Write Your Own Killer Ad Copy. Part 2


Another nice thing about writing ads is that you can write them the same way you speak. You don’t talk in perfect grammar, so where ads are concerned, you don’t have to write with perfect grammar. Of course, you shouldn’t butcher the language, but you can use short, choppy sentences or incomplete sentences. You can also leave out punctuation marks, such as periods or commas. And, you can use ellipses …, {brackets}, ALL CAPS, small caps, bold, or italicize and underline points of interest, and use various types of bullets (* * * ) to highlight your points. All of these emphasis tools catch the reader’s eye and tell the reader that these things are important today attention to. All of these tools catch the reader’s eye. Plus, they tell the reader that these things are important for them to read.

You can also use cliches in ad copy. Remember, I said to write like you speak, and people speak in cliches. Readers will remember your ads much better if they can link your message to something that is already familiar. For example, if you’re trying to convince people of the physical benefits and changes of the exercise programs you offer, some cliches you can use are, “develop a hard body,” “eat right to fuel your machine” or “exercise will keep you from blowing your top.” All these phrases are familiar enough to readers that they create a picture in their minds about what you actually mean. This visual association links you and your ad to something they’re already aware of, so you’ve “broken through the clutter” and penetrated their mind in a way that allows them to identify with you.

Another thing you should do with your copy is to use repetition. Repeat your important points as often as you can; as often as space will allow. Repetition keeps the reader involved. Repeat your benefits in the headline, in the first one or two sentences of the ad, in the body copy and again at the end.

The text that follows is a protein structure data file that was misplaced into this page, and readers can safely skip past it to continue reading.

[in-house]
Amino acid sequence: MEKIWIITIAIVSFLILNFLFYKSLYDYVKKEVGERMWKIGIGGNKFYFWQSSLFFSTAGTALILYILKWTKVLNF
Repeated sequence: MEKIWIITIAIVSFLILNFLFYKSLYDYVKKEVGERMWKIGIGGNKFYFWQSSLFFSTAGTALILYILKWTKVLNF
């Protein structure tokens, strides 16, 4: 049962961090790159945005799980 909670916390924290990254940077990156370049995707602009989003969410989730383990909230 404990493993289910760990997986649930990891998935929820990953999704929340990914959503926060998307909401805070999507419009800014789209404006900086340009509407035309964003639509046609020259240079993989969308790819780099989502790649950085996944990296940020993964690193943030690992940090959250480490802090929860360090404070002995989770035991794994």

Call to action

Now you’ve produced a great ad with killer copy that is truly salesmanship in print. Don’t mess it up by leaving out one of the most important elements of your ad — your call to action.

The call to action tells people what they should do next. They must call you, come in to see you, send in a coupon, mail in a business reply card, or do something that makes them contact you. Your advertising must motivate these people to do business with you.

Print your call to action in big, bold letters. Separate and write the phone number large enough so everyone can clearly read it. Make your address (location) so conspicuous that the reader can’t help but “trip over it.”

Tell the reader what to do next, how to do it and by when it must be done. You increase the effectiveness of your advertising simply by placing a termination date on all your ads. It creates a sense of urgency in the reader and moves them to action.

One last point about your advertising, and it really has nothing to do with writing killer ad copy. Put a code on each of your ads. This code, or key, tells you where you placed the ad so you can track the number of responses. Every advertiser must know how much their ads cost, the size of the response generated by those ads, and the revenues each ad produced. If you don’t code your ads for tracking, you won’t be able to evaluate their effectiveness.

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